Today's burning Green question

A good friend of mine, formerly in the office supply business but nowadays a Dragon Soldier, tells me that when I replace an exhausted inkjet cartridge from my HP Photosmart 2500-series all-in-one printer and ship it back to HP Planet Partners in Tennessee, they do not refill it and ship it out to another grateful HP user.

Triangular contorted RECYCLED arrows to the contrary. He says they just throw 'em out. The postage-paid return envelope gives them Green cred and reduces the likelihood of customers refilling the little bastards and denying HP the repeat business.

I will probably never attempt refilling inkjet cartridges. It looks like something best left to companies that know how to manufacture them in the first place, or at least companies that can offer warranties on the performance of the refilled product.

Now, "throw them out" can also include offering the plastic package to the recycling gods, to be washed of all traces of ink, harvested of the little printed-circuit ribbon, and ground up, prior to reincarnation as Old Navy Performance Fleece. That qualifies as recycling in my book, but to many other Boomers it means an empty Rolling Rock bottle will be refilled with more Rolling Rock. Shame on us for unrealistic expectations.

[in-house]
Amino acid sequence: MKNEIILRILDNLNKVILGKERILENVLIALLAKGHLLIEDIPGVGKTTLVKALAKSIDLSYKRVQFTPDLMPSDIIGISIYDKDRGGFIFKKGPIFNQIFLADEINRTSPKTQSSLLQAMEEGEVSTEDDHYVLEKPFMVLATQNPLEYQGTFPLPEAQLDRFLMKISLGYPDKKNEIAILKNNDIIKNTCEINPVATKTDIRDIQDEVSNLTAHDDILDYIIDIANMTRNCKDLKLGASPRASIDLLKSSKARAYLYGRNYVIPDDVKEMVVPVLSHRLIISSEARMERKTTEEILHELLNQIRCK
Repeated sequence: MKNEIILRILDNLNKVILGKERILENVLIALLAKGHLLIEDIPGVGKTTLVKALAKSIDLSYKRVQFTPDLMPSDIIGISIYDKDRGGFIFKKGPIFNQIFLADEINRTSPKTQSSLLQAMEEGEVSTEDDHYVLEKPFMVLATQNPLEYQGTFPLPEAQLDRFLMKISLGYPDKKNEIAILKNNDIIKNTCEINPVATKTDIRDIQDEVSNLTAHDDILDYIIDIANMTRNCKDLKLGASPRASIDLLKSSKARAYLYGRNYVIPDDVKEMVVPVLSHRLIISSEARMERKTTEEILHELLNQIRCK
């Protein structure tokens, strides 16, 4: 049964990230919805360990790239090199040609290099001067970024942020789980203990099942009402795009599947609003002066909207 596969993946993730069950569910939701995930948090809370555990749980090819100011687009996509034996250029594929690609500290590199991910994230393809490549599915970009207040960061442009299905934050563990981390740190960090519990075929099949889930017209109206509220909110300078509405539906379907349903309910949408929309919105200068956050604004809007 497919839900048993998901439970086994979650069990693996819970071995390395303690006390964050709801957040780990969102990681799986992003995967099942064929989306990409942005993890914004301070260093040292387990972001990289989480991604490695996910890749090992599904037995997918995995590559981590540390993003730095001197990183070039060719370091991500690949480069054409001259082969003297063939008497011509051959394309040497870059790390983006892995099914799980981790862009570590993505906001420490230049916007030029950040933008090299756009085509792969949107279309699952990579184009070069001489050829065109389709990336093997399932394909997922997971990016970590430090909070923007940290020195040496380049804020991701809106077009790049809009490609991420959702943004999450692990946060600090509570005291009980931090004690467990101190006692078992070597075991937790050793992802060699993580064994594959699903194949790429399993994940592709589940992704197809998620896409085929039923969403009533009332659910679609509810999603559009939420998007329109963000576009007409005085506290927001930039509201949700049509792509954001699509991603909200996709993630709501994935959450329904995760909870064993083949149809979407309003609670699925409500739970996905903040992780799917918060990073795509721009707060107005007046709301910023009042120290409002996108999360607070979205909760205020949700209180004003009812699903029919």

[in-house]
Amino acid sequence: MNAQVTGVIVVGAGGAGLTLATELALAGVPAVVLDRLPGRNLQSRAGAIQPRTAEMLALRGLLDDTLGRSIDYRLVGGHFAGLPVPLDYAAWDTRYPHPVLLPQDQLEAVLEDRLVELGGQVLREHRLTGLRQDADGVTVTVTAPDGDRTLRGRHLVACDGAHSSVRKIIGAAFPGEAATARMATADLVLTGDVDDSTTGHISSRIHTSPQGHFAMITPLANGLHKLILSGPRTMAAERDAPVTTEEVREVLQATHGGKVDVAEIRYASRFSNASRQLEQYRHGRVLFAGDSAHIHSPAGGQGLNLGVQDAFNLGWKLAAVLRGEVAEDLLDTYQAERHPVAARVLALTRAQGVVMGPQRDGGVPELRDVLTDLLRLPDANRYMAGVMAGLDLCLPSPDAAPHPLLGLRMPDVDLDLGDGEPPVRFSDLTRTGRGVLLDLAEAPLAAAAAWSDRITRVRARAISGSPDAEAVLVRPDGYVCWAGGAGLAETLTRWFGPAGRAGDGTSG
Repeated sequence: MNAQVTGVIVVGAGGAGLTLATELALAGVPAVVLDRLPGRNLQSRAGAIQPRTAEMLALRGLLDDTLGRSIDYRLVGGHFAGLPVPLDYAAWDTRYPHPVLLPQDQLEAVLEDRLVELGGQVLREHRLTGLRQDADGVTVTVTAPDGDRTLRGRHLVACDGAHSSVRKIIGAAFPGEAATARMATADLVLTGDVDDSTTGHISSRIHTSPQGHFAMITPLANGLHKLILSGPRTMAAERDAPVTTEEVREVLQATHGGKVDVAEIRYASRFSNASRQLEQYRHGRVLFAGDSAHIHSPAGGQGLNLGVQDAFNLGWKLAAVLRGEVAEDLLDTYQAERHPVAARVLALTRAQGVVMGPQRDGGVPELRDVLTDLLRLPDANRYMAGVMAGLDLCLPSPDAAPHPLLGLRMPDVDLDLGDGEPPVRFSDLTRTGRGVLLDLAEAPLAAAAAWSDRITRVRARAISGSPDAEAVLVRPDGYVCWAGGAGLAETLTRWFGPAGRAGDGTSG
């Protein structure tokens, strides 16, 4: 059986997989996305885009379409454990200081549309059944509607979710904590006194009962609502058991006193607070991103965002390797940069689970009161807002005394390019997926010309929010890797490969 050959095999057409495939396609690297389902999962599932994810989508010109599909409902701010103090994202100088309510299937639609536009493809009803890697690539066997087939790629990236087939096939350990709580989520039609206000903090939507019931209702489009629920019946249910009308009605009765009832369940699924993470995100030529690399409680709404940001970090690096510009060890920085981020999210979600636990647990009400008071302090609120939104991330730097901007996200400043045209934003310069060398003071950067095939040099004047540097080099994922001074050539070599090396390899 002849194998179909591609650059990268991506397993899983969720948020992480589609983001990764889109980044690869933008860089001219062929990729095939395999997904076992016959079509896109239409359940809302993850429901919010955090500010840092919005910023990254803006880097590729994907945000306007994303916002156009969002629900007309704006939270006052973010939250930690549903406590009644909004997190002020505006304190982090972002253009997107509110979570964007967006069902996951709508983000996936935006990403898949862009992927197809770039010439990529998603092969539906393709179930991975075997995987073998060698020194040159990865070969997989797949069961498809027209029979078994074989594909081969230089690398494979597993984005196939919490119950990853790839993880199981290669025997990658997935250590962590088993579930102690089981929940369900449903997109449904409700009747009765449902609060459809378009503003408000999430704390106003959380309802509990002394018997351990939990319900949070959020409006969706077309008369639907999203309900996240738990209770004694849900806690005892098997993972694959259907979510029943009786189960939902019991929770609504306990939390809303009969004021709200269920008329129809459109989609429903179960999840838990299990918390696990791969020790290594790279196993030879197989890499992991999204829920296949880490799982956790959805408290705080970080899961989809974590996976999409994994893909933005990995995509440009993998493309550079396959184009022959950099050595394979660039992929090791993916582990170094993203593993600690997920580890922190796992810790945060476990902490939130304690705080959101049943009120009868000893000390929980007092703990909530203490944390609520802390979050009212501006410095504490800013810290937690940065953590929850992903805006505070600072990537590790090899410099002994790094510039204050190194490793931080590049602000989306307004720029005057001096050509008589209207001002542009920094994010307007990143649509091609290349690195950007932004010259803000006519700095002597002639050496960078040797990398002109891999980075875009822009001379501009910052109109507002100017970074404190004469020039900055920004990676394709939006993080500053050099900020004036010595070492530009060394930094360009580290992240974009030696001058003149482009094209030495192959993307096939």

But if my friend is right, I'm paying for the spent cartridge to be shipped to a distant place for proper disposal, not just in bucks but in the ethereal new coinage, marginal carbon footprint. I'd rather pay less and have it shlepped to the other side of town (versus other side of the Continent) for hashing back into its component molecules.

What's the business case here? Spending $.90 (postage and envelope) to gather up a plastic cartridge that cost $.10 to make and will be worth $.0005 as cullet polymer? Meanwhile releasing about a quarter of its mass as CO2 in the process to move it, strip it, and grind it? Raw deal, I think. What say you?

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